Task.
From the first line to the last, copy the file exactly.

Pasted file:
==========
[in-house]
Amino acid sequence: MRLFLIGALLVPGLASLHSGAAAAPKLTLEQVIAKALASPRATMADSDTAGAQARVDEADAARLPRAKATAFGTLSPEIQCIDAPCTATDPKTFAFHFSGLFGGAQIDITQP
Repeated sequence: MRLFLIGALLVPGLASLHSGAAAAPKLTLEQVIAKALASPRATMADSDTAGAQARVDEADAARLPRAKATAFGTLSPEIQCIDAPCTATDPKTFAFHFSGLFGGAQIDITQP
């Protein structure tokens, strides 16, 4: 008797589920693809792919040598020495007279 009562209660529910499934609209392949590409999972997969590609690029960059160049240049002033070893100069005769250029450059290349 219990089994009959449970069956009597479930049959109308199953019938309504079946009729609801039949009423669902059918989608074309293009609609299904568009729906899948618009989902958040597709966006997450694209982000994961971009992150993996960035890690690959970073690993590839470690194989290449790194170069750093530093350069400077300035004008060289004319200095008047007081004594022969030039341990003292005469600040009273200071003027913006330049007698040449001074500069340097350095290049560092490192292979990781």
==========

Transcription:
[in-house]
Amino acid sequence: MRLFLIGALLVPGLASLHSGAAAAPKLTLEQVIAKALASPRATMADSDTAGAQARVDEADAARLPRAKATAFGTLSPEIQCIDAPCTATDPKTFAFHFSGLFGGAQIDITQP
Repeated sequence: MRLFLIGALLVPGLASLHSGAAAAPKLTLEQVIAKALASPRATMADSDTAGAQARVDEADAARLPRAKATAFGTLSPEIQCIDAPCTATDPKTFAFHFSGLFGGAQIDITQP
């Protein structure tokens, strides 16, 4: 008797589920693809792919040598020495007279 009562209660529910499934609209392949590409999972997969590609690029960059160049240049002033070893100069005769250029450059290349 219990089994009959449970069956009597479930049959109308199953019938309504079946009729609801039949009423669902059918989608074309293009609609299904568009729906899948618009989902958040597709966006997450694209982000994961971009992150993996960035890690690959970073690993590839470690194989290449790194170069750093530093350069400077300035004008060289004319200095008047007081004594022969030039341990003292005469600040009273200071003027913006330049007698040449001074500069340097350095290049560092490192292979990781």